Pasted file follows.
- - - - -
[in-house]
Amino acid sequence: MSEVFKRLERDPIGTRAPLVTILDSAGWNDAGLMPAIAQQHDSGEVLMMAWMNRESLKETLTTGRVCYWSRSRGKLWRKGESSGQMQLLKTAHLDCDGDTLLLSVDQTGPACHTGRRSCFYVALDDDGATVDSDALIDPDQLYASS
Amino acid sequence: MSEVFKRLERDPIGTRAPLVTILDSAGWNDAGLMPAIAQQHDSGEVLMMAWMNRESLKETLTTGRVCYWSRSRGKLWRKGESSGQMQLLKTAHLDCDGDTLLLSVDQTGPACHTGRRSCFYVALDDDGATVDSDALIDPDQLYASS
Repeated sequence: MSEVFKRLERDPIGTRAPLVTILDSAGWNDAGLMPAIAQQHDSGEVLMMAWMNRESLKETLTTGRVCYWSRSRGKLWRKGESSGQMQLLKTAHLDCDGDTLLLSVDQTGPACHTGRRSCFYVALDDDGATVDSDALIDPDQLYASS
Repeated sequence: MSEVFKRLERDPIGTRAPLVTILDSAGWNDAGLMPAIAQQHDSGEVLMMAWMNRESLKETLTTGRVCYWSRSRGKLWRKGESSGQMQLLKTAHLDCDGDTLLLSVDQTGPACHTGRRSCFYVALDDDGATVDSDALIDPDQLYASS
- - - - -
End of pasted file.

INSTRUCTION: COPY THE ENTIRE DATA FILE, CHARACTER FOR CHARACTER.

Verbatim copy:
[in-house]
Amino acid sequence: MSEVFKRLERDPIGTRAPLVTILDSAGWNDAGLMPAIAQQHDSGEVLMMAWMNRESLKETLTTGRVCYWSRSRGKLWRKGESSGQMQLLKTAHLDCDGDTLLLSVDQTGPACHTGRRSCFYVALDDDGATVDSDALIDPDQLYASS
Amino acid sequence: MSEVFKRLERDPIGTRAPLVTILDSAGWNDAGLMPAIAQQHDSGEVLMMAWMNRESLKETLTTGRVCYWSRSRGKLWRKGESSGQMQLLKTAHLDCDGDTLLLSVDQTGPACHTGRRSCFYVALDDDGATVDSDALIDPDQLYASS
Repeated sequence: MSEVFKRLERDPIGTRAPLVTILDSAGWNDAGLMPAIAQQHDSGEVLMMAWMNRESLKETLTTGRVCYWSRSRGKLWRKGESSGQMQLLKTAHLDCDGDTLLLSVDQTGPACHTGRRSCFYVALDDDGATVDSDALIDPDQLYASS
Repeated sequence: MSEVFKRLERDPIGTRAPLVTILDSAGWNDAGLMPAIAQQHDSGEVLMMAWMNRESLKETLTTGRVCYWSRSRGKLWRKGESSGQMQLLKTAHLDCDGDTLLLSVDQTGPACHTGRRSCFYVALDDDGATVDSDALIDPDQLYASS